So, what's in store for Tebow-Mania?
Not much, if you ask me.
But for those who truly know the NFL, that doesn't mean much. Don't be too surprised if Denver fails to relocate Tebow-Nation anytime soon.
I will admit this, John Elway is one smart fella. Even though Peyton's reported 5-year, $96 Million deal was by no means a bargain—Elway and the Broncos managed to sneak out of the Tebow era relatively unscathed.
Despite Tebow becoming one of the NFL's top success stories in 2011, Denver still wasn't quite convinced he was the long term answer—but they had no better option at the time. But how can you bail on the guy that just helped you win the AFC West and win a playoff game without tarnishing your image?
You can't, unless you sign a sure-fire Hall Of Fame QB to ease the transition.
Peyton Manning, the perfect diversion.
Really, how many NFL fans are talking about the fact that Elway basically promised the 2012 starting spot to Tebow after last season's accomplishments?
Not many, if any at all. But why not?
Because Peyton Manning is headed to Denver, duh!
And you can totally make a case that the Broncos at least owe it to Tebow to trade him and give him the opportunity to further his NFL career in another city.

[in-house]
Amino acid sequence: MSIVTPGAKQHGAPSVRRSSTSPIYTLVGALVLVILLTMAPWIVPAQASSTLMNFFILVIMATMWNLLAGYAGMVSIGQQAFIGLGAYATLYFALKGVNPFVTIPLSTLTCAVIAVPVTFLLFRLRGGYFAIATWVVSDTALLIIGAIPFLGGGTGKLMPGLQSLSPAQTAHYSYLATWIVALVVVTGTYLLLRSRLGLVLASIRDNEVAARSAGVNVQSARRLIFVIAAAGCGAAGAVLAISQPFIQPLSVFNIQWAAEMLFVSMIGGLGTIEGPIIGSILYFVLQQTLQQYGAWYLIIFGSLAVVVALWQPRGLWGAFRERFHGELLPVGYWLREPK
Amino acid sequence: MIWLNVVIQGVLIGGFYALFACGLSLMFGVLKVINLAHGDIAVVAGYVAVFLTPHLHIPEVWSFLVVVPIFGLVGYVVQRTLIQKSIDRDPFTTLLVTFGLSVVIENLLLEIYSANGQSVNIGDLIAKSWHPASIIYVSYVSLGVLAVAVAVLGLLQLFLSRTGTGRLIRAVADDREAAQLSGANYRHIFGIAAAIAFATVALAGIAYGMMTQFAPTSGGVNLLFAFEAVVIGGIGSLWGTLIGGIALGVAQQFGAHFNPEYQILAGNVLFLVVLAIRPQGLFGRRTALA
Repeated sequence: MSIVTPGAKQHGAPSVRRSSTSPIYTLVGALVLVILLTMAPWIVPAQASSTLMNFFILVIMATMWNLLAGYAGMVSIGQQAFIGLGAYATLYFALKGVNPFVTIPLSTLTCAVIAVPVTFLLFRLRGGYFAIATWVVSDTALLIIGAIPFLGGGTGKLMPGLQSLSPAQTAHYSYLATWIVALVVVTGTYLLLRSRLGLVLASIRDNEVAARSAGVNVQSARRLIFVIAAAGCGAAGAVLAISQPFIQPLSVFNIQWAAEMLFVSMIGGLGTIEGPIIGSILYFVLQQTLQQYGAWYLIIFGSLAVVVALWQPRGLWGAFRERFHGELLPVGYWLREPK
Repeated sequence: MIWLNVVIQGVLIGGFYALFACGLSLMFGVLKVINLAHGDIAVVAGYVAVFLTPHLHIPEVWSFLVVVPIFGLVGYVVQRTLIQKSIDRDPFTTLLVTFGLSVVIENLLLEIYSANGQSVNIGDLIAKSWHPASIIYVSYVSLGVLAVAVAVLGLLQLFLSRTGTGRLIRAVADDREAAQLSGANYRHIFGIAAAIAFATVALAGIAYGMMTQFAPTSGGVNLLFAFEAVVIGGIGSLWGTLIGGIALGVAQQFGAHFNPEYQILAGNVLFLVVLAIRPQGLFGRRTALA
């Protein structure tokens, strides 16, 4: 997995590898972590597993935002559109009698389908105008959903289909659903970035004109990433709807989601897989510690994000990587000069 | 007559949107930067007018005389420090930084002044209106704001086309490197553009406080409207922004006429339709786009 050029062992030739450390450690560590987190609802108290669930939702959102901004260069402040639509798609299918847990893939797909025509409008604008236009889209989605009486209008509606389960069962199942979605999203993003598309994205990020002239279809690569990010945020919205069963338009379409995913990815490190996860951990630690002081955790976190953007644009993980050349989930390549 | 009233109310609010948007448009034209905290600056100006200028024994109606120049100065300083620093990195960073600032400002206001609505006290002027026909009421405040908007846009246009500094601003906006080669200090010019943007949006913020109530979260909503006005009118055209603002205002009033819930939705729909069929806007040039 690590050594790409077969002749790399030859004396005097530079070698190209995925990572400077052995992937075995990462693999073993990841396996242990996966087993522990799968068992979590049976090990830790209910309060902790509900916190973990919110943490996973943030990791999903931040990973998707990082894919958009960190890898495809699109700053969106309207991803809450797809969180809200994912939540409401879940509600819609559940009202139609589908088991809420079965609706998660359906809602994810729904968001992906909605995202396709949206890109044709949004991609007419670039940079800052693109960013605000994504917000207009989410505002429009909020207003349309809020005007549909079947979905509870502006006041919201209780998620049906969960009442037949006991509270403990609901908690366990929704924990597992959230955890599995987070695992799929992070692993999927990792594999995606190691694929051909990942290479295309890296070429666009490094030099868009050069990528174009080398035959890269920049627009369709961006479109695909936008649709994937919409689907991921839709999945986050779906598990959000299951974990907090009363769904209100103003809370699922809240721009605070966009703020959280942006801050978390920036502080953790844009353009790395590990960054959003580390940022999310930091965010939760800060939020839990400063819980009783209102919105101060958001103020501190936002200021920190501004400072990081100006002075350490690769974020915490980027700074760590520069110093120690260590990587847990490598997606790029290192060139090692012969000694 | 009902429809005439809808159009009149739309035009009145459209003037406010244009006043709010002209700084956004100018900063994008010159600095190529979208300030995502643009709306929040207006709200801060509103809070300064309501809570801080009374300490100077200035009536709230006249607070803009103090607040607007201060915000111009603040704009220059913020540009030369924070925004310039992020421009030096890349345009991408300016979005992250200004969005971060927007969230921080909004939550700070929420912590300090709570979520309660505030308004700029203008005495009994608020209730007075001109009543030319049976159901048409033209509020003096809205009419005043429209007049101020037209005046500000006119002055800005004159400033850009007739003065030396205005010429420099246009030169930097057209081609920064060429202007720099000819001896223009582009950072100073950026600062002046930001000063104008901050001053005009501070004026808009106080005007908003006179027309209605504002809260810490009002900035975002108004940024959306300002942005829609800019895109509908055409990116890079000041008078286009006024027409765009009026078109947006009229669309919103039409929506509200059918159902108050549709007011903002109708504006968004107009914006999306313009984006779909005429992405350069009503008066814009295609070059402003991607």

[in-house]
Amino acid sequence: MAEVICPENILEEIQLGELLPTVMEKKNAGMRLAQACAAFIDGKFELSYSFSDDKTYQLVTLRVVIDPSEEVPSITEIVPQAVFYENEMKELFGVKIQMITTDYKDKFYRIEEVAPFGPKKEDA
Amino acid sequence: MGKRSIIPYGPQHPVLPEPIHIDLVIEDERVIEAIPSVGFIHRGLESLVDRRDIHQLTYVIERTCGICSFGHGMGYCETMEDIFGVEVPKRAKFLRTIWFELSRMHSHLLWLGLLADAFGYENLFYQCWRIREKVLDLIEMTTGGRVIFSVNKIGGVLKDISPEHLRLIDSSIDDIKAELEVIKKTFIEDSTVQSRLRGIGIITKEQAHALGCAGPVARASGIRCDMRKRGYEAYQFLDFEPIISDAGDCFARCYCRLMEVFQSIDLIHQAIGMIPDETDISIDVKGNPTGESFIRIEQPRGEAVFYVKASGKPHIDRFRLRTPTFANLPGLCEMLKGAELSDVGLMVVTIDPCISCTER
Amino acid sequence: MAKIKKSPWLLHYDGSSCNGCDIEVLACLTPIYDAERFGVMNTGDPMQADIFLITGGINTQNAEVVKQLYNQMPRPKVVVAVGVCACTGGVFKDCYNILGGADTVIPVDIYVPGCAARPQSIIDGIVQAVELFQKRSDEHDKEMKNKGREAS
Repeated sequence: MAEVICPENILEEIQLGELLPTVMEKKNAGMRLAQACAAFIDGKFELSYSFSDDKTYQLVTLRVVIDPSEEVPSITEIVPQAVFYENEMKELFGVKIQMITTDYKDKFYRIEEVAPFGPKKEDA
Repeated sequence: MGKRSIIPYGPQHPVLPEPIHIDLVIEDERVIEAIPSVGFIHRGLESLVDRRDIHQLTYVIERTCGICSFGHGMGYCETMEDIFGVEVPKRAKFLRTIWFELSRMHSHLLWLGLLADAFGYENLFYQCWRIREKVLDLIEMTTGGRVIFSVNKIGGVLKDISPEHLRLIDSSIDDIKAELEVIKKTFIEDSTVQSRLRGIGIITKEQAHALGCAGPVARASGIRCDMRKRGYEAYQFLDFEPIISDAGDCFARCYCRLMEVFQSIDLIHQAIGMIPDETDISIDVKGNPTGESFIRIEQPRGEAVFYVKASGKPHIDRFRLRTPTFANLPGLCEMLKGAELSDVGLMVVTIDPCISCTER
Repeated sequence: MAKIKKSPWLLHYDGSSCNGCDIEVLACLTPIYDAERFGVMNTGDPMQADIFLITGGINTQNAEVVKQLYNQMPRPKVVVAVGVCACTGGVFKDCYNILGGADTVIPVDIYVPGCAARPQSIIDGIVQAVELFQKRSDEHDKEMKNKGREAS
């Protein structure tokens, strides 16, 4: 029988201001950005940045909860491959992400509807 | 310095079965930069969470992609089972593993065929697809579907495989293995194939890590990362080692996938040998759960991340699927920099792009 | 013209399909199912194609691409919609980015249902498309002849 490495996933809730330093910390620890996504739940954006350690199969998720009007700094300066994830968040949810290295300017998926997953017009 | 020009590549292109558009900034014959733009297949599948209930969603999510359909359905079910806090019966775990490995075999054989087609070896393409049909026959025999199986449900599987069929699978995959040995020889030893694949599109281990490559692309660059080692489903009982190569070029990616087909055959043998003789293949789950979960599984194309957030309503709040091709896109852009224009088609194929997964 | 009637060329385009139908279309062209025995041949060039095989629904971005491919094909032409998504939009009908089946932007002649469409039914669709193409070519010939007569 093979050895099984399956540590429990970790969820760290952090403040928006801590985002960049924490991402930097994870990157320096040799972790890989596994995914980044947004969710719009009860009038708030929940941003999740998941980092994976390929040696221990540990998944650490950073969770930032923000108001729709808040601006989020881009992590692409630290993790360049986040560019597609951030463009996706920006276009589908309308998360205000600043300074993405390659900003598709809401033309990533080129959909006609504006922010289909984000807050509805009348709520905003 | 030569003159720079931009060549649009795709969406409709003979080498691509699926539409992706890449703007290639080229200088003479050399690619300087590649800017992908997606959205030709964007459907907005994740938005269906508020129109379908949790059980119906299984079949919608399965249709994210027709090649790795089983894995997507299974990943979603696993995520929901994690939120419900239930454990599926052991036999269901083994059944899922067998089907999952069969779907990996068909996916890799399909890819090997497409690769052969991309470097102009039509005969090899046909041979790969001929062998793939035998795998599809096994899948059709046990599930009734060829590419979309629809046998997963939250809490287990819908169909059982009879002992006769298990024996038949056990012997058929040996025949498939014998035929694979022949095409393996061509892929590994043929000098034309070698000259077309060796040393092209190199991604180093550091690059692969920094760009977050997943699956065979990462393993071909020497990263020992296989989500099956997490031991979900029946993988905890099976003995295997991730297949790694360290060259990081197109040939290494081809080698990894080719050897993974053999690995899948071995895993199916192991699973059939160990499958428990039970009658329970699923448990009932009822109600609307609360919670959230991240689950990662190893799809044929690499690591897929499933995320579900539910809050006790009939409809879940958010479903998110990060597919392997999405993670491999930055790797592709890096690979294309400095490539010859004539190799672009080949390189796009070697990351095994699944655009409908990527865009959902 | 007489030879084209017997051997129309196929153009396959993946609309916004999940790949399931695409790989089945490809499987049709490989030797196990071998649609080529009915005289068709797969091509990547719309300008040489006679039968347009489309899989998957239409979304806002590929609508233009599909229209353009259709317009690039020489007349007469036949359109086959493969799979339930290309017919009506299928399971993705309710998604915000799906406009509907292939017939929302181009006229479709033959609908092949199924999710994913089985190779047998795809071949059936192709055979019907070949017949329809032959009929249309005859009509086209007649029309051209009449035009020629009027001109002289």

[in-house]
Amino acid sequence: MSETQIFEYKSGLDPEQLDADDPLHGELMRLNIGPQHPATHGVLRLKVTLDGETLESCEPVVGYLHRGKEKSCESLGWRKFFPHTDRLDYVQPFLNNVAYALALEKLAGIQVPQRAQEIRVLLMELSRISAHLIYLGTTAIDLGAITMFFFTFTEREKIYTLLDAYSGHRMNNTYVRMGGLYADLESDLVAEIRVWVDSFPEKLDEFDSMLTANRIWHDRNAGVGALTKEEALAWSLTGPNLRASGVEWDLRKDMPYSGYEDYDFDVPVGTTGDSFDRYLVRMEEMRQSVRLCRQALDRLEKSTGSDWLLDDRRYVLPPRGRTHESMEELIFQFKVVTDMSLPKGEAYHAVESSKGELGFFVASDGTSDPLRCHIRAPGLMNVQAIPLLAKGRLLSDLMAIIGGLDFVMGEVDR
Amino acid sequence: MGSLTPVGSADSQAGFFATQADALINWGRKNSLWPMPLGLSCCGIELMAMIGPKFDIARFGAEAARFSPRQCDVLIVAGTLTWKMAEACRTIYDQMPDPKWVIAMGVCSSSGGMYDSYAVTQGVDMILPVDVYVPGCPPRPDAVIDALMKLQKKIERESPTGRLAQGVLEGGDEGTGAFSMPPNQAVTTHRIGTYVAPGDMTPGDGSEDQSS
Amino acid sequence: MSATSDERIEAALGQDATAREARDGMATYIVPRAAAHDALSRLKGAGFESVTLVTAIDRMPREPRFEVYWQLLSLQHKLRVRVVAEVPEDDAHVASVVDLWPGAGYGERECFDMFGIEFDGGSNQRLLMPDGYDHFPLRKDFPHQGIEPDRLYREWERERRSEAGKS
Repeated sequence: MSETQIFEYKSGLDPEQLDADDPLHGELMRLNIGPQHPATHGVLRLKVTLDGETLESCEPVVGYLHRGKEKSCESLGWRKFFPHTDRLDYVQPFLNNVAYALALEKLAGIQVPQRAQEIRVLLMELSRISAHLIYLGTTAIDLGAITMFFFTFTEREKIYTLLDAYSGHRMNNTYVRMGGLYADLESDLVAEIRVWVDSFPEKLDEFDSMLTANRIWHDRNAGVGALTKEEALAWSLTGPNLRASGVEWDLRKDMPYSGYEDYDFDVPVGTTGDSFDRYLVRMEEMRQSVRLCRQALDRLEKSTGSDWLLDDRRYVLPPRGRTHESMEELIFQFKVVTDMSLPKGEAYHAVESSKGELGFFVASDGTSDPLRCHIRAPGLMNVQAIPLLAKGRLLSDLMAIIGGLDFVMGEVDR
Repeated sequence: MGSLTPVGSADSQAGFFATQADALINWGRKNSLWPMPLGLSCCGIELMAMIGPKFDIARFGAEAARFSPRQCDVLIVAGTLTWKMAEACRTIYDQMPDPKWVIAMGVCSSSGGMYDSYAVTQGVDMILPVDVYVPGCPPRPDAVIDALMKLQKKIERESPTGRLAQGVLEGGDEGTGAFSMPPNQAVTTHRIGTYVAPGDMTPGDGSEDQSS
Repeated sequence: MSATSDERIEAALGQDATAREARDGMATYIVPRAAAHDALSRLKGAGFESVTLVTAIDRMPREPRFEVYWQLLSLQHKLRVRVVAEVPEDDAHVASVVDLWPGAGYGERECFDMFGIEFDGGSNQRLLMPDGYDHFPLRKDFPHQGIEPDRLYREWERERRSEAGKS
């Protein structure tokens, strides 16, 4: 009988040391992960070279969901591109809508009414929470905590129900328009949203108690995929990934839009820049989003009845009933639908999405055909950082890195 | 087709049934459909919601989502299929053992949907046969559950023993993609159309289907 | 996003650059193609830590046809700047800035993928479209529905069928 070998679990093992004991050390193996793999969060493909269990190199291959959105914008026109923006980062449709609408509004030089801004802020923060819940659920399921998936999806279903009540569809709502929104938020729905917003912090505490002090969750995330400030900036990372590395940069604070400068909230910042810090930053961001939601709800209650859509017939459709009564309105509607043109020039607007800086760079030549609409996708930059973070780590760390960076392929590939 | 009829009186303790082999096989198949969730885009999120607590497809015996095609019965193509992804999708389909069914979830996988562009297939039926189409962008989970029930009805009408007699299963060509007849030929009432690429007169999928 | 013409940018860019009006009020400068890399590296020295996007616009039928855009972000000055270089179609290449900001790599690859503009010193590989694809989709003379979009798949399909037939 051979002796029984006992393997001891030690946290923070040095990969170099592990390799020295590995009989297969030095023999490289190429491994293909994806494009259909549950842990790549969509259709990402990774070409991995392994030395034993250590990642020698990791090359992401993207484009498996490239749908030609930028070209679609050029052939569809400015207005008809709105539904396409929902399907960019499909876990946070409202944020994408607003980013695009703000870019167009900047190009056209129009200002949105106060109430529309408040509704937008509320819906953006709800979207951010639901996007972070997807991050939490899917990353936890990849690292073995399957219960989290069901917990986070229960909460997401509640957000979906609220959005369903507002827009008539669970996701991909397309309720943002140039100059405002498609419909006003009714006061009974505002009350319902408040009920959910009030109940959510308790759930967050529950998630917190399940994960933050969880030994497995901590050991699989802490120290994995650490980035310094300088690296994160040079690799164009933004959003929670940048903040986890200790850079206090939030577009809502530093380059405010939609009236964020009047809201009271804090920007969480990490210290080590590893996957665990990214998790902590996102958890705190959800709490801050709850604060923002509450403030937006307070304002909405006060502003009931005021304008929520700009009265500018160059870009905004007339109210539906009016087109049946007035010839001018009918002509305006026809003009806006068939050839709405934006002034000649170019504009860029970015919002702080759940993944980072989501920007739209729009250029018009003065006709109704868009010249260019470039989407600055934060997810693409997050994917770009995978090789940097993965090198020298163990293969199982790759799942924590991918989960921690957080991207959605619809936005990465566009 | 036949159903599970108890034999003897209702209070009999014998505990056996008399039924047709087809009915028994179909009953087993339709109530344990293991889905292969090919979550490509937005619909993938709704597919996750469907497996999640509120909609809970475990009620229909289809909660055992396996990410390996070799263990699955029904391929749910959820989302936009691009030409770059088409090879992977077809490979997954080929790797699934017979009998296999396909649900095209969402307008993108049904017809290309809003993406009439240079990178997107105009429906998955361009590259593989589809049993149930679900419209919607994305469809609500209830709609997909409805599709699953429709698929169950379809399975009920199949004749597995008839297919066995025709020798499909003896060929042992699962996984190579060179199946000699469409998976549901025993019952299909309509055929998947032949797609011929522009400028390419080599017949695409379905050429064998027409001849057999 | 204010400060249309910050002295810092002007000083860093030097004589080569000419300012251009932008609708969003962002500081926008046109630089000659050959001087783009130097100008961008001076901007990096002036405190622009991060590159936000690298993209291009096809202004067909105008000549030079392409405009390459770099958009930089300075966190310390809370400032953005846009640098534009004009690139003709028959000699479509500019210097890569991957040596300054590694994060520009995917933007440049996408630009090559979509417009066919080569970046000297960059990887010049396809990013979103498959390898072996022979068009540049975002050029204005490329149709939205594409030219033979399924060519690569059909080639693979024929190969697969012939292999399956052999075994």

But until Manning and the Broncos finalize their deal, Adam Weber is the only quarterback currently on the active roster, outside of Tebow.
That's right, Adam Weber.
The undrafted rookie signed with the Broncos in 2011 and his only NFL experience outside of the practice squad is a single preseason pass—just one.
Do Bronco fans trust someone so unproven if the soon to be 36-year-old Manning gets injured again?
Sure, Elway and co. may look to the NFL draft in hopes of finding a backup, potentially one to take over at QB when Manning retires. But this year's QB class is front-loaded with talent, and guys like Andrew Luck, Robert Griffin III and Ryan Tannehill won't be available when Denver is on the clock.
After those three, the QB cupboard is looking pretty bare.
Is it in Tebow's best interest to move elsewhere and compete for a starting job? Of course.
But it isn't his choice.
Elway can take all the calls he wants from potential Tebow suitors, but I'm fairly confident no NFL franchise will cough up more than a fourth- or fifth-round pick for a guy who completed 46.5 percent of his passes in 2011 and finished with a QB rating of 72.9.
Tebow may have made some spectacular plays, but he made even more mistakes—and proved just how far away he is from being a long-term quarterback solution for any NFL team.
Denver has a young, talented defensive unit that greatly assisted Tebow in 2011 and didn't receive nearly enough credit.
I just don't see any NFL franchise willing to give the Broncos the value they feel Tebow is worth.
With that said, I believe Tebow will be riding the pine behind Peyton in Denver, for at least this year.
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